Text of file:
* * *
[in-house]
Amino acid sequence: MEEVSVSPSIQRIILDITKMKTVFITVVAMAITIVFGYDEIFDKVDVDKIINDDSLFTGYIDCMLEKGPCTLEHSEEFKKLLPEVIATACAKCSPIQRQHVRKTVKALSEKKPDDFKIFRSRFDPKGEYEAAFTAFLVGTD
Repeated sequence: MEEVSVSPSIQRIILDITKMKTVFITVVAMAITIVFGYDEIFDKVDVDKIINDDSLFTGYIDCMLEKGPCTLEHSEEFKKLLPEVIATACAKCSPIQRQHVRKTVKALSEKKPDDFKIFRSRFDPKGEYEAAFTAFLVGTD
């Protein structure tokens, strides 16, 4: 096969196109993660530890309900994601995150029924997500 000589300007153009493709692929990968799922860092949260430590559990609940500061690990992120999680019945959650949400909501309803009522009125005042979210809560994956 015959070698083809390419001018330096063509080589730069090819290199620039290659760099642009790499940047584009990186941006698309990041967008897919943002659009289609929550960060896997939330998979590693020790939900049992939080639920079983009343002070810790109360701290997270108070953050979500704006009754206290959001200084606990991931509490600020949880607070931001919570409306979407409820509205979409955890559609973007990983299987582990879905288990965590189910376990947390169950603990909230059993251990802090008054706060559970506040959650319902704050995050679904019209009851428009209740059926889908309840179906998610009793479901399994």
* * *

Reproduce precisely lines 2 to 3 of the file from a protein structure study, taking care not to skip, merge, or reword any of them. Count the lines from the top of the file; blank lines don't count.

Amino acid sequence: MEEVSVSPSIQRIILDITKMKTVFITVVAMAITIVFGYDEIFDKVDVDKIINDDSLFTGYIDCMLEKGPCTLEHSEEFKKLLPEVIATACAKCSPIQRQHVRKTVKALSEKKPDDFKIFRSRFDPKGEYEAAFTAFLVGTD
Repeated sequence: MEEVSVSPSIQRIILDITKMKTVFITVVAMAITIVFGYDEIFDKVDVDKIINDDSLFTGYIDCMLEKGPCTLEHSEEFKKLLPEVIATACAKCSPIQRQHVRKTVKALSEKKPDDFKIFRSRFDPKGEYEAAFTAFLVGTD